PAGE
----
2. Material and methods
2.1 Preparation of single 8.8 nm gold nanoparticle samples using poly-l-lysine
A rectangular coverslip (22×44 mm, Leica Surgipath, Leica Microsystems, Milton Keynes, UK) was incubated with poly-l-lysine solution (MW 70 000–15 0000 Da; 0.01% (v/v), Sigma Aldrich, Gillingham, UK) for 40 min to adhere. The coverslip was washed three times with Milli-Q ultrapure water. A 1–2 pM solution of 8.8 nm gold nanoparticles (nominally 10 nm, BBI Solutions Ltd., Cardiff, UK) was then added to the coverslip and left for another 40 min. The coverslip was washed again three times with Milli-Q water and mounted in 80% glycerol (glycerol: Fisher Scientific, Leicester, UK). A second coverslip was added on top with a Parafilm ‘M’ spacer, and the chamber sealed by melting the parafilm with a soldering iron.
2.2 Preparation of 8.8 nm gold nanoparticle samples in glycerol : water
Nanoparticles (as above) were diluted in the appropriate glycerol : water mixture (indicated in text). The solution was introduced by capillarity into a homemade fluidic channel formed with Parafilm ‘M’ between two coverslips.
2.3 Synthesis of 8.8 nm CVVVT-ol : HS-C11-EG4-OH (70 : 30) capped nanoparticles
Nanoparticles (as above) were capped with a mixture of peptidol (CVVVT-ol) and alkanethiol ethyleneglycol (HS-C11-EG4-OH) in a 70 : 30 proportion as described previously by Duchesne et al. . Briefly, 8.8 nm gold nanoparticles were mixed with the 2 mM CVVVT-ol : HS-C11-EG4-OH (70 : 30) ligand mix in a ratio of nine parts gold nanoparticles to one part ligand mix. One-tenth volume of phosphate-buffered saline (10× PBS: 1.4 M NaCl, 27 mM KCl, 81 mM Na2PO4, 12 mM KH2PO4, pH 7.4) supplemented with Tween-20 0.1% (v/v) was added as buffer after the addition of ligands. This mixture was left on a wheel with mixing overnight. Excess ligands were removed by G-25 Sephadex size-exclusion chromatography with 1× PBS supplemented with 0.005% (v/v) Tween-20 as the mobile phase.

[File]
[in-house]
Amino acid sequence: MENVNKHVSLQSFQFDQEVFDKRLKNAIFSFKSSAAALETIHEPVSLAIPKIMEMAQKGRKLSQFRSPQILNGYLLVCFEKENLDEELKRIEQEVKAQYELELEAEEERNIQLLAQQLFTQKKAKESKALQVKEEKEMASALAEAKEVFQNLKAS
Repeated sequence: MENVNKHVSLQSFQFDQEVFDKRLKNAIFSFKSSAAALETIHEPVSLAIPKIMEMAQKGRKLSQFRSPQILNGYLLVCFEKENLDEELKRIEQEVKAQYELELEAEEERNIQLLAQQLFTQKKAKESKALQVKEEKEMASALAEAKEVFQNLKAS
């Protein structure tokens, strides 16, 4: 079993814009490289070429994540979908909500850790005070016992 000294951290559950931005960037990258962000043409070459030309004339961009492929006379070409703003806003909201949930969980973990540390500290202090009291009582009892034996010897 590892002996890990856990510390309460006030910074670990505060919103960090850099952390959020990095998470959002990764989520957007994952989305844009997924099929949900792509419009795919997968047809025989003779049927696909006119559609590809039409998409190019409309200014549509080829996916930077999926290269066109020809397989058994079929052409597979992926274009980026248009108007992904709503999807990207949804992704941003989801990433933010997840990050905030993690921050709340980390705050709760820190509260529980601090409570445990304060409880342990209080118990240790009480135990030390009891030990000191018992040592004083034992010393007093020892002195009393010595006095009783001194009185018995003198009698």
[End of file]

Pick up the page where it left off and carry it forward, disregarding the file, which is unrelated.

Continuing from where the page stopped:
2.4 Nanoparticle functionalization with FGF proteins (1 : 1)
The synthesis and subsequent conjugation of FGF2 protein to maleimide nanoparticles was previously described by Nieves et al. . Briefly, maleimide functionalized gold nanoparticles were incubated with a 35 times molar excess of recombinant FGF2 (produced according to Ke et al. ) for 3 h at room temperature. The conjugation of FGF2 to the maleimide functionalized gold nanoparticle proceeds via thiol-Michael addition with the thiol side chain of the exposed cysteine (C-95) at the surface of the FGF2 (FGF2-NP). The mixture was then centrifuged for 80 min at 13 000 g and 4°C. The supernatant containing the excess FGF2 was removed and the particles were resuspended in 200 μl of 1× PBS Tween-20 0.005% (v/v). The centrifugation was performed four times in order to remove all excess FGF2, and the pellet was finally resuspended in 1× PBS Tween-20 0.005% (v/v).
2.5 Cell culture
Rat mammary (Rama 27) fibroblast cells were cultured on plastic in Dulbecco's modified Eagle's medium (DMEM, Life Technologies, Paisley, UK) supplemented with 10% (v/v) fetal calf serum, 50 ng ml−1 insulin, 50 ng ml−1 hydrocortisone and 0.05% (v/v) sodium bicarbonate (all from Life Technologies) at 37°C in 10% (v/v) CO2 . When required for photothermal imaging, cells were seeded onto a rectangular coverslip (22×44 mm, Leica Surgipath) and left overnight. The cells were then incubated for 2 h in step-down medium (DMEM with 250 μg ml−1 bovine serum albumin (BSA, Sigma Aldrich, cat no. 9048-46-8) and used for live cell experiments.